LANGUAGE

Chile’s official language is Spanish. Chilean Spanish is a dialect that is sometimes difficult for speakers of the Castilian variant of Spanish to understand. English fluency is not widespread in Chile, however many Chileans in the tourism industry and in major cities are able to speak some words of basic English. Try to learn even a dozen basic Spanish phrases before arriving.

CURRENCY

The currency in Chile is the peso (CLP), with coins of one, five, 10, 50, 100 and 500 pesos and bills of 1,000, 2,000, 5,000, 10,000 and 20,000 pesos. Carry small bills with you; it can be difficult to change bills larger than Ch$1000 in rural areas. Exchange rates are usually best in Santiago. Generally, only Santiago will have a ready market for foreign currencies.

TAXES

Chile has a 19% Value Added Tax (VAT). Many hotels waive the VAT applied to rooms when the guest shows their tourist card and pays with U.S. dollars or a credit card.

There is a reciprocity fee (entry fee) of US$160 dollars to be paid in cash (U.S. dollars) or credit card. The one-time charge is good for the life of your passport. There is also an $US 18 international airport departure tax to be paid at the airport. On domestic flights airport tax is included in the airline ticket.

LOCAL TIME

Local time in Chile is Greenwich Meridian Time minus 4 hours (an hour earlier than Eastern Standard Time in the US). Chile observes Daylight Savings Time, however as it’s the Southern Hemisphere DST starts in September and ends in April.

CLIMATE

Due to its extensive length, Chile features a variety of climates. The presence of the sea gives the country a predominantly Mediterranean-style climate, with moderate temperatures and a wide range between the highs of the day and the lows of the night, creating fog and cool winds. Santiago has relatively hot dry summers (December to February) with average highs between 77 and 85 °F and higher highs are not uncommon. Summer lows average between 48 and 53 °F. Punta Arenas (in Patagonia) has an oceanic climate with average summer highs between 54 and 58 °F and summer lows between 40 and 44 °F. Unlike Santiago with it’s dry summers, Punta Arenas gets significant rain throughout the year. Among Chileans Punta Arenas is also known for its strong winds (up to 78 mile/hour). Winds tend to be strongest during the summer.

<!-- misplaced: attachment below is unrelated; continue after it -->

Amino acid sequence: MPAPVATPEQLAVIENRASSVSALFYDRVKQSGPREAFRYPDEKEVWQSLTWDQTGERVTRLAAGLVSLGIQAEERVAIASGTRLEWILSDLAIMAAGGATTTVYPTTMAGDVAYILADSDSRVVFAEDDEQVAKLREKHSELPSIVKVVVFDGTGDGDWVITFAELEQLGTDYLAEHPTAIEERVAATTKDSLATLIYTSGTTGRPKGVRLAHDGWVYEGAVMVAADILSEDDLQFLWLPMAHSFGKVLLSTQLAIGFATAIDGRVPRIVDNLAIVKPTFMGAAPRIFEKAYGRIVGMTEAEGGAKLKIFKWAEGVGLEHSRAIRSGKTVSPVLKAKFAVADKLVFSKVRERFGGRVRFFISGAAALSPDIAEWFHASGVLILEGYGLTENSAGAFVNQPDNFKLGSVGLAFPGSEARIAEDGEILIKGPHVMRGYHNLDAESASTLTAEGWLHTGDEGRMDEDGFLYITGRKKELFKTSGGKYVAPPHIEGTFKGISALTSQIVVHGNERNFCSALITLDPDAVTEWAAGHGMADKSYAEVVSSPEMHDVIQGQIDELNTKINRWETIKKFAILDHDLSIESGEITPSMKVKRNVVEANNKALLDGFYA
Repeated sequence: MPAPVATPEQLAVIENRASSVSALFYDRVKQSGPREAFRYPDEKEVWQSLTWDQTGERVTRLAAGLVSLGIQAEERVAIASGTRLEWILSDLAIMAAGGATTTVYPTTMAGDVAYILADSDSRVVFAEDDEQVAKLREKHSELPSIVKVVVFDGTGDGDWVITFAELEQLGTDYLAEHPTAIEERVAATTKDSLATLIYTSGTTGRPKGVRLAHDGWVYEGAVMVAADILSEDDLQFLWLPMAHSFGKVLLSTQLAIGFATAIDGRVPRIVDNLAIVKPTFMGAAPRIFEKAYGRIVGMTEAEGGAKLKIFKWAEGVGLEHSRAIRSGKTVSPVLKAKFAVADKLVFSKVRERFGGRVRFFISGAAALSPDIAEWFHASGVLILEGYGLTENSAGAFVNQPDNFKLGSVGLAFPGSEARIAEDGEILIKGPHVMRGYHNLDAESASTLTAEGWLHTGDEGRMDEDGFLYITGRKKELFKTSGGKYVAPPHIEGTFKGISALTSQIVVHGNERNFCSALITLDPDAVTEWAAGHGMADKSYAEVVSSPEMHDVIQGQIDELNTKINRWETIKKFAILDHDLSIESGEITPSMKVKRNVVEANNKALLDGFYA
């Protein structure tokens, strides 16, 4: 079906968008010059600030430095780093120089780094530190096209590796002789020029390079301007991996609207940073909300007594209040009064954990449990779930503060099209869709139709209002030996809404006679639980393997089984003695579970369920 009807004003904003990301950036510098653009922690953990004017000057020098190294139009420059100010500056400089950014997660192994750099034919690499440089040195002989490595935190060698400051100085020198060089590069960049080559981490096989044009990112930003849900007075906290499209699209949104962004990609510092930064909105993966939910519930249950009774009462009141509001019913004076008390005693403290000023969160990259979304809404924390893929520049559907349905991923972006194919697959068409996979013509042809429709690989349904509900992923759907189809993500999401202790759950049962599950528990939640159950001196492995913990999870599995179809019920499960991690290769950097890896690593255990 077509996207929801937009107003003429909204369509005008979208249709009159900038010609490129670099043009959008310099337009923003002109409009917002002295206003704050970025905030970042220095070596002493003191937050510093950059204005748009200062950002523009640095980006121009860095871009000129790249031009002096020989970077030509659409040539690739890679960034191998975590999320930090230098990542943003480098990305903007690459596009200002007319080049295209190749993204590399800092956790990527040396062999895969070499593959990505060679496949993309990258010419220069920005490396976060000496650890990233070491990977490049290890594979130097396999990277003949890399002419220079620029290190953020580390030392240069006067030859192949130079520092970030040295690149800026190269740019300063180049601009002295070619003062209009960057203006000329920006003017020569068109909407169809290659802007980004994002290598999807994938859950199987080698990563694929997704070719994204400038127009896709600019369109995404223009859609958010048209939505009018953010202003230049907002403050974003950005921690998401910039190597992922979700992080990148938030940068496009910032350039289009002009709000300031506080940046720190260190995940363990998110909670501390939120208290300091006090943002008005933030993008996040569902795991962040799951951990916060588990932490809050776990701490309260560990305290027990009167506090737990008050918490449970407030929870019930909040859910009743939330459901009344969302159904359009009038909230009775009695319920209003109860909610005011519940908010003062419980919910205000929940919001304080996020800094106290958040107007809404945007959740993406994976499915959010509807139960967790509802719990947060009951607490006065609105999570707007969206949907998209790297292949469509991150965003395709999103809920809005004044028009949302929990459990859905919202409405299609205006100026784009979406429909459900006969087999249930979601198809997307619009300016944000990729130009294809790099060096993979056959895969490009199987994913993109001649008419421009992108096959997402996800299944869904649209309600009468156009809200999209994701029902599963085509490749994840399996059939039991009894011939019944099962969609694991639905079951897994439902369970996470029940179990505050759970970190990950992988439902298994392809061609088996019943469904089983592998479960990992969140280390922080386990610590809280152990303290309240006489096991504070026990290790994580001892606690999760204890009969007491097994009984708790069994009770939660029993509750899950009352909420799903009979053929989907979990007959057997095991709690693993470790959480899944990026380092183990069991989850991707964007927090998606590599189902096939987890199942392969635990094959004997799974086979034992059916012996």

CLOTHING

The range of climates in Chile as well as the change in temperature during the day make dressing in layers essential. Layers should include a moisture absorbing inner layer, a warm, lightweight middle layer such as a fleece jacket, sweatshirt or sweater, and a waterproof, breathable shell. Dressing in layers is ideal. Essentials include sneakers, sandals, shorts, long- and short-sleeve lightweight shirts, bathing suit, a wide-brimmed hat, long pants, and a wind breaker or light jacket for evenings. Be sure to bring sunscreen, sunglasses and lots of memory storage for your photos.